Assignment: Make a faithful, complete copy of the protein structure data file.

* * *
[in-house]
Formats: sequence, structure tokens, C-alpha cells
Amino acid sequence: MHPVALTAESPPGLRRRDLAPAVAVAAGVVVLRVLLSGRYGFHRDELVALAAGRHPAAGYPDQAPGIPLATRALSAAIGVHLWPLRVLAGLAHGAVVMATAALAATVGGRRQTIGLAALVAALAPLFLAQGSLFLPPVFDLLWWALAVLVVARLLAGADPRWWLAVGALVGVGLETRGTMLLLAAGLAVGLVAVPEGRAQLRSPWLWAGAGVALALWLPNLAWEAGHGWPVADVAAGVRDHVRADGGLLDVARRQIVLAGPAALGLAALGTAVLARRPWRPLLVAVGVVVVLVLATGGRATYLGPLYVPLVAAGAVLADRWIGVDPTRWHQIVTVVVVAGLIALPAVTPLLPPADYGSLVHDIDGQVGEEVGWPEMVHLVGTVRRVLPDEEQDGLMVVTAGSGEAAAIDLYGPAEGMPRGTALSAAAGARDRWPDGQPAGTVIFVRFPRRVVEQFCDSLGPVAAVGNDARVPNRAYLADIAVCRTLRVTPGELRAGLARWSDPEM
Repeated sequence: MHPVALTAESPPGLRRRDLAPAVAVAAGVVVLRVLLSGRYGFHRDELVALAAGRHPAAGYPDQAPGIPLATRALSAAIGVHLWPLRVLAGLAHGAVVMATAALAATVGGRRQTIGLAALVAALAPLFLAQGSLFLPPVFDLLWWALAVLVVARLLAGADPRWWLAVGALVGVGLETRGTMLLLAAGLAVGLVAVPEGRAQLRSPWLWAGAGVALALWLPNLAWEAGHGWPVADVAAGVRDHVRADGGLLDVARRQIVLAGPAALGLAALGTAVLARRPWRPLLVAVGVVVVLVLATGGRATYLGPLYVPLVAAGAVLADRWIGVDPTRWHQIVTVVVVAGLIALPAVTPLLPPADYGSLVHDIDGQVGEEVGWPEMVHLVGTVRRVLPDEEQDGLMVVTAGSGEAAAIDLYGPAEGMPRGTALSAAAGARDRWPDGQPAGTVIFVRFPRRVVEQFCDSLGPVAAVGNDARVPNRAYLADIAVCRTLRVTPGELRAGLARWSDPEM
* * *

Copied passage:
[in-house]
Formats: sequence, structure tokens, C-alpha cells
Amino acid sequence: MHPVALTAESPPGLRRRDLAPAVAVAAGVVVLRVLLSGRYGFHRDELVALAAGRHPAAGYPDQAPGIPLATRALSAAIGVHLWPLRVLAGLAHGAVVMATAALAATVGGRRQTIGLAALVAALAPLFLAQGSLFLPPVFDLLWWALAVLVVARLLAGADPRWWLAVGALVGVGLETRGTMLLLAAGLAVGLVAVPEGRAQLRSPWLWAGAGVALALWLPNLAWEAGHGWPVADVAAGVRDHVRADGGLLDVARRQIVLAGPAALGLAALGTAVLARRPWRPLLVAVGVVVVLVLATGGRATYLGPLYVPLVAAGAVLADRWIGVDPTRWHQIVTVVVVAGLIALPAVTPLLPPADYGSLVHDIDGQVGEEVGWPEMVHLVGTVRRVLPDEEQDGLMVVTAGSGEAAAIDLYGPAEGMPRGTALSAAAGARDRWPDGQPAGTVIFVRFPRRVVEQFCDSLGPVAAVGNDARVPNRAYLADIAVCRTLRVTPGELRAGLARWSDPEM
Repeated sequence: MHPVALTAESPPGLRRRDLAPAVAVAAGVVVLRVLLSGRYGFHRDELVALAAGRHPAAGYPDQAPGIPLATRALSAAIGVHLWPLRVLAGLAHGAVVMATAALAATVGGRRQTIGLAALVAALAPLFLAQGSLFLPPVFDLLWWALAVLVVARLLAGADPRWWLAVGALVGVGLETRGTMLLLAAGLAVGLVAVPEGRAQLRSPWLWAGAGVALALWLPNLAWEAGHGWPVADVAAGVRDHVRADGGLLDVARRQIVLAGPAALGLAALGTAVLARRPWRPLLVAVGVVVVLVLATGGRATYLGPLYVPLVAAGAVLADRWIGVDPTRWHQIVTVVVVAGLIALPAVTPLLPPADYGSLVHDIDGQVGEEVGWPEMVHLVGTVRRVLPDEEQDGLMVVTAGSGEAAAIDLYGPAEGMPRGTALSAAAGARDRWPDGQPAGTVIFVRFPRRVVEQFCDSLGPVAAVGNDARVPNRAYLADIAVCRTLRVTPGELRAGLARWSDPEM